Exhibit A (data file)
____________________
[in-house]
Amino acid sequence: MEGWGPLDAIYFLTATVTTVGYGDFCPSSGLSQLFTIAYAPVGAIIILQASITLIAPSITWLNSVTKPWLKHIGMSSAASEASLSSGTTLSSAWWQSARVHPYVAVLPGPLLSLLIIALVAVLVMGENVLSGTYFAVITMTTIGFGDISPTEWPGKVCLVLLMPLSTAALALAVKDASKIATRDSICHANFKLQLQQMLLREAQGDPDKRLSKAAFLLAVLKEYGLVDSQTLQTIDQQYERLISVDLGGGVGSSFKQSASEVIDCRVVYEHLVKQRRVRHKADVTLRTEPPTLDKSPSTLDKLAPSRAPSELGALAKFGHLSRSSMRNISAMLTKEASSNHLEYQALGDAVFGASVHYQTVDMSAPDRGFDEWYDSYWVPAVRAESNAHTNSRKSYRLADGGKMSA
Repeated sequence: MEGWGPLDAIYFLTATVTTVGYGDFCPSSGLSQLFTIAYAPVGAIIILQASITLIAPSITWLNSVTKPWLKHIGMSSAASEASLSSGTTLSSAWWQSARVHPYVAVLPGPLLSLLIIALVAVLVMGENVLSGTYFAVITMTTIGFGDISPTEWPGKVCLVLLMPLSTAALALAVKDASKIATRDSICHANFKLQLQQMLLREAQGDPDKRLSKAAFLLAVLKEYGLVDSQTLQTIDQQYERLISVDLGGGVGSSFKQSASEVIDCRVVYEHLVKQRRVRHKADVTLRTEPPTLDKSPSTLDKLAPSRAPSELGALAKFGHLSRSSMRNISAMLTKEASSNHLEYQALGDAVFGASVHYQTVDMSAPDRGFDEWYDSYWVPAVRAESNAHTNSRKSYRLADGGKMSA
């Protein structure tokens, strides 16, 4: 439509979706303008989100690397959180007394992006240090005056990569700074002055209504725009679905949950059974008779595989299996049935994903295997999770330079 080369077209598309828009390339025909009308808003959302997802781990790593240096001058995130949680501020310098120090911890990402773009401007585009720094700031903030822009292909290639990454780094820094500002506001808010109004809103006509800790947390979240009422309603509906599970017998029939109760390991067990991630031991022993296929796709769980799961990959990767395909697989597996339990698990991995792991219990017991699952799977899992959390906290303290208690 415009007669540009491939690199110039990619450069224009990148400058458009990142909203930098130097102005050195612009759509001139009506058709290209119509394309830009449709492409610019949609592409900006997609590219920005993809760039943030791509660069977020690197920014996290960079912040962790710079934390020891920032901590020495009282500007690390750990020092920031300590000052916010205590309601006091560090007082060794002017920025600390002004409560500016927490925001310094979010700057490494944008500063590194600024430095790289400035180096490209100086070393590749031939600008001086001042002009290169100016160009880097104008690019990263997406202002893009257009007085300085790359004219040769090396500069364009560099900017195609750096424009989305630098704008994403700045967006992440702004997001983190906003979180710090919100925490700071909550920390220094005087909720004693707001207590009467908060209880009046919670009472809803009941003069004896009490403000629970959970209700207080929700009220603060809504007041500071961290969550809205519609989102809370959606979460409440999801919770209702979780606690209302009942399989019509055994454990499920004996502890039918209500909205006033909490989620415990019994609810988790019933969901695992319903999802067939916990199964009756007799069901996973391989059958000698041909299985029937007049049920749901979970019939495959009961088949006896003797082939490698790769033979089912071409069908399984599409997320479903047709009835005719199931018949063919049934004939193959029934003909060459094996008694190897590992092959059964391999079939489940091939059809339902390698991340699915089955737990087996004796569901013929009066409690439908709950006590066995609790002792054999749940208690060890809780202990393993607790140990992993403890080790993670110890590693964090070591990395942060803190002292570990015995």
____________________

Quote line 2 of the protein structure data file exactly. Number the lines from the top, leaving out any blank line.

Amino acid sequence: MEGWGPLDAIYFLTATVTTVGYGDFCPSSGLSQLFTIAYAPVGAIIILQASITLIAPSITWLNSVTKPWLKHIGMSSAASEASLSSGTTLSSAWWQSARVHPYVAVLPGPLLSLLIIALVAVLVMGENVLSGTYFAVITMTTIGFGDISPTEWPGKVCLVLLMPLSTAALALAVKDASKIATRDSICHANFKLQLQQMLLREAQGDPDKRLSKAAFLLAVLKEYGLVDSQTLQTIDQQYERLISVDLGGGVGSSFKQSASEVIDCRVVYEHLVKQRRVRHKADVTLRTEPPTLDKSPSTLDKLAPSRAPSELGALAKFGHLSRSSMRNISAMLTKEASSNHLEYQALGDAVFGASVHYQTVDMSAPDRGFDEWYDSYWVPAVRAESNAHTNSRKSYRLADGGKMSA